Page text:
Tuesday, June 21, 2011
South Korean Twists on American Genres
By Kevin J. Olson
For my money, some of the best films being released today are those coming out of South Korea. And one of the very best at making those films is Kim Jee-woon. Whether it’s the ghost Story (A Tale of Two Sisters), the mob flick (A Bittersweet Life) or the adventure picture (The Good, the Bad, and the Weird), Kim always is taking clichés from American genre pictures and making them more interesting than they have any right to be. With his A Tale of Two Sisters (one of my favorite films of the past decade), he turned an average ghost tale into a poignant story about sisterhood, memories and things lost. It was deeper and more heartfelt than it had any right to be. Not to mention the thing looked really damn good. Then there was his war picture, The Good, the Bad, and the Weird, which again took all of the clichés we Americans come to expect in an action/adventure picture and puts his twist on them so that without realizing it we’re giving ourselves completely over to the material despite being so familiar with the beats. It is this visceral energy and the fact that there’s always something deeper beneath the familiar surface of Kim’s films that makes them so engrossing.
I Saw the Devil is a slasher film, a torture film, a revenge picture and a serial killer procedural, and yet all of those labels don’t do the film justice at all. It brings together extreme violence with Lynchian humor. There’s a detour to a cannibal’s house that takes the film from slasher film/Silence of the Lambs-like serial killer picture to absurd comedy (it reminded me of another South Korean horror film in this regard, 2009’s Thirst, and somehow finds room for genuine emotion and, in typical Kim fashion, a poignant ending. It’s also one of the best films of 2011.
The film deals with Soo-hyun (Kim stalwart Lee Byung-hun, who is brilliantly stoic and vulnerable when he needs to be) a secret service agent that goes on a personal manhunt to find the man responsible for murdering his wife. Sounds simple enough, right? Kim however puts an interesting spin on this very basic tale as Soo-hyun quickly disposes of the suspects who turn out not to be the person he’s looking for. But then one night Soo-hyun can’t sleep, and he decides to go after his next suspect who turns out to be Kyung-chul (Choi Min-sik of Oldboy fame, who plays crazy and nihilistic better than anyone I’ve seen in a long time), the man responsible for murdering his wife. Oh, and he’s a cannibal to boot. I dare not reveal any more of the revenge tale because half the fun is seeing the how the cat-and-mouse game between the two unfolds as the seemingly normal agent Soo-hyun relentlessly tracks down the batshit insane cannibal Kyung-chul like he’s Yul Brynner from Westworld.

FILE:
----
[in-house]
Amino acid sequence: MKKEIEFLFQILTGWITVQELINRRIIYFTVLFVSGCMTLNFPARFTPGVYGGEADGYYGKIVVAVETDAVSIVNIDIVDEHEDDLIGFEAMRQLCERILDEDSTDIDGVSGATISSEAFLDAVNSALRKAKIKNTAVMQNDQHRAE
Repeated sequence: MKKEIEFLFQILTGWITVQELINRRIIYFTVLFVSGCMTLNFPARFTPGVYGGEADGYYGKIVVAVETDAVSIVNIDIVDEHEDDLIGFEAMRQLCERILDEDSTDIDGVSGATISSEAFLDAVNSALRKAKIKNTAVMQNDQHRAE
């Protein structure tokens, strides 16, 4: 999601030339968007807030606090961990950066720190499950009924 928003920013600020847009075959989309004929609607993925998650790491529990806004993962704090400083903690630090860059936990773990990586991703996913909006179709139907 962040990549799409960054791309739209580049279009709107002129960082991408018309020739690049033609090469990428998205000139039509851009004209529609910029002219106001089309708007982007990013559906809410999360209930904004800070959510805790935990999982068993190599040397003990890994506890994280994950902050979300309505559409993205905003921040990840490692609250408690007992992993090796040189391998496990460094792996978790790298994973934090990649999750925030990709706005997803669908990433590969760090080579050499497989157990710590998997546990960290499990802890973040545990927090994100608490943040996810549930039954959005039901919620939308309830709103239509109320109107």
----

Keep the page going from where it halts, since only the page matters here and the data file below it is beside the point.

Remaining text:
Everything aesthetically is top-notch in I Saw the Devil: The music by Mowg is operatic and fantastic during the montage scenes and low-key during the cerebral moments of the film; the framing and use of silhouette; the use of sound and silence in the film (just as he did in A Tale of Two Sisters works extremely well at creating an unnerving atmosphere; and Lee-Mo-gae’s cinematography is beautiful and has a nice sheen to it in both the big city scenes (such as Soo-hyun’s apartment at night or the final chase near the end) and in the rustic scenes where the film gets gory and unflinching and grimy in Kyung-chul’s barn (seriously, just watch one second of I Saw the Devil, and you’ll see why American horror directors can't even come close to framing a horror/torture scene the way Kim does).
The film, at 140 minutes, may overstay its welcome a tad, but it’s nothing that ever caused me to check the time and feel bored by what I was watching, and by the end I hadn’t even realized how long the film was. I got lost in this gruesome revenge tale, and by the end I was so invested that I found myself really affected by the final tete-a-tete between Soo-hyun and Kyung-chul. Like the end of A Tale of Two Sisters, Kim ends his film again with a tracking shot of the main character walking away from the scene as minimalist music plays in the background and the slow realization of the weight of everything that’s happened and the revelations that have been made finally pour over the characters. Here is Soo-hyun’s demons being exorcised and we’re not quite sure if he’s relieved because the ordeal is over and he indeed has taken and eye-for-an-eye, or if he’s horrified at the person he’s become. It’s a powerful moment that Kim wisely keeps minimalist as he ends his film, again like A Tale of Two Sisters, on a somber, contemplative note.
I Saw the Devil is easily one of Kim’s best films. It’s an unflinching and nasty genre picture at times (some of the revenge tale reminds me of a grindhouse movie) and a genuine, emotionally charged film in between the bloodshed (and man is there a lot of blood). The juxtaposition of viscera and poignancy (again, the end is brilliant in how it places the heartfelt tete-a-tete in the Grand Guignol setting) is one of the things that stand out in all of Kim’s films; it makes them more memorable, more lasting, than their basic genre components suggest they have any right to be. This is not a film for everyone, but if you can stomach the violence, you’ll find a film with a lot of humor and heart buried beneath its bloody surface.